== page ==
The thing is, we are on a tight food budget. Letting children learn can be expensive in terms of food wasted if it is burned or mangled in some way and if we allow them to use expensive ingredients that I rarely purchase. (Jeff bought a whole quart of fresh cream as he is making several recipes that require it). But I had to balance all of that and let my tightwad tendencies relax so that they can have this learning experience.
The funny thing is, they are so busy cooking, meal planning, and just living, I have not had one child demand that we do something “fun” in the past four days.
We have not felt the need to go to the rec center, the mall, or the movies to keep the kids “busy” during this holiday because they are already engaged in something far more exciting and fun than simply being entertained.
And I truly have a break from the monotiny of meal planning, and the extra work of cooking three meals a day instead of just two (two hot meals with a packed lunch is my typical offering on monday through friday).
I’m still doing all the dishes and that is fine.
I would rather wash my dishes anyway. Twice a year we go to Savers in Boulder to replenish our crockery and plates and I pick up a couple do dads in the form of serving dishes and bake ware. Why do I shop at Savers for this bric a brac?
Well, I like to eat off of breakable dishes. China, glass, and crockery up the frequency of the foods you serve. Plastic cookware, plates, bowls, and cups are nice when you have children, but they lower the frequency of your foods. And because I love to serve and eat on glass cookware, we have LOTS of breakage at our house. The sounds of smashing plates and bowls is a weekly occurance.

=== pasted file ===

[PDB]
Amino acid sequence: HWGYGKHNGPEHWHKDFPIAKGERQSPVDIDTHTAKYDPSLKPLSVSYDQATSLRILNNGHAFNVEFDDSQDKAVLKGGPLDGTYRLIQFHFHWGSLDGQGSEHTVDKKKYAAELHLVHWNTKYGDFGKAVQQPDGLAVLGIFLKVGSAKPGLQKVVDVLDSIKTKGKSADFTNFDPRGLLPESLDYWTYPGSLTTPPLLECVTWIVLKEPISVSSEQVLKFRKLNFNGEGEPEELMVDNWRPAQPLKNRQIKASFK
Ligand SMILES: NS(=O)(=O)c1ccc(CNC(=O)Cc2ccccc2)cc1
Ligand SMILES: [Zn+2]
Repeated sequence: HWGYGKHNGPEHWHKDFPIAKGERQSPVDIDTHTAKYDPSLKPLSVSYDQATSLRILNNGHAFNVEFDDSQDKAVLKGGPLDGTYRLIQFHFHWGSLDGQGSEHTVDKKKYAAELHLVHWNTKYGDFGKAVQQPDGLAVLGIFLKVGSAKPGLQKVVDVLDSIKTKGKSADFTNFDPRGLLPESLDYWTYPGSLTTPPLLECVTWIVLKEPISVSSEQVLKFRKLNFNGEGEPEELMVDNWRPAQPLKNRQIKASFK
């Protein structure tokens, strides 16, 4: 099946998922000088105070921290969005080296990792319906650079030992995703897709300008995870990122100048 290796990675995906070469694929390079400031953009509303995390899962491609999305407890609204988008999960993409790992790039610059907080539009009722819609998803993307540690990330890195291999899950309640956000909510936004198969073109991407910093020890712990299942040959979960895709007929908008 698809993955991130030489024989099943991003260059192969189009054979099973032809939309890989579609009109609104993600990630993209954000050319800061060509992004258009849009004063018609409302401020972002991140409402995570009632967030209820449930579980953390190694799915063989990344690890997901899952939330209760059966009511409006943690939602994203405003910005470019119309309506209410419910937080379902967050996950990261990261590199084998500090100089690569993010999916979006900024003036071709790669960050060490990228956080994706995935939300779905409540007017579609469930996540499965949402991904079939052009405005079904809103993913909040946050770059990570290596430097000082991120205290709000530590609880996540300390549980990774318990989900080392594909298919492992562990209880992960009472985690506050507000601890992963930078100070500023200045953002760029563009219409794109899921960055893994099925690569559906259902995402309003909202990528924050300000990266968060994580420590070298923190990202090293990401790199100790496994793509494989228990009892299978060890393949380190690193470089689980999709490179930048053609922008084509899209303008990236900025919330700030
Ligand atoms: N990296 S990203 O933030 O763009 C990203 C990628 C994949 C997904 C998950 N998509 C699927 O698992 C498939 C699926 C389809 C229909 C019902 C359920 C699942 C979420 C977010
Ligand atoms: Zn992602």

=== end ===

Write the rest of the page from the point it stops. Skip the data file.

Tea Cups, water glasses, and serving plates are regularly dropped and smashed – accidentally of course, but I never worry about it because when you have purchased those things at Savers, you really don’t care.
I like to do the dishes because then I can control the breakage a little better. What is it about nine year old boys?
You send them out to wash the dishes, and soon, crash, bang, and he comes out with a gash on his finger from the broken bowl. Andy has been sporting a large bandaid the past few days.
I know the Holy Spirit has guided my paths and helped MOTIVATE me in various and sundry ways to get prepared, learn how to cook the foods, learn how to eat the foods, and not give up even under the most intense pressure from those around me, especially my children during the ages of 7 and 15.
I remember making really great lunches for Paul the first year of our marriage, and the blowback that hit me in the face when I went to the office parties and I was the pariah among the other wives, most of whom who did not cook, was intense.
This side of home making is uncomfortable and has been my constant bugaboo since I was first married.
Friends have confided that they hated me when we first met because I seemed to like to cook and be home with my children and the complaints of “why can’t you be like Jenny Hatch” from husbands and older kids rattled them and put wedges in our potential relationships.
My best friends are mostly into Primal Conscious Mothering and it helps so much to have a circle of ladies around the world who spend time on the same things I do; Shopping for whole foods, cooking, breastfeeding, and doing dishes. (Not implying that I am breastfeeding anyone at our house right now, but I have spent 13 of the past 23 years with a child on the breast).
It does seem odd that when we try out best as Mothers we have this army of people who get threatened because they have not made similar choices and feel the need to throw rocks of derision and hate.
One of the funniest parts about being a dedicated home maker in Boulder is that I am NOT a Boulder athletic “skinny” mom.
Boulder county is over run with professional and amateur athletes who spend just about every spare minute running, working out, doing Yoga, and comparing workout routines with friends.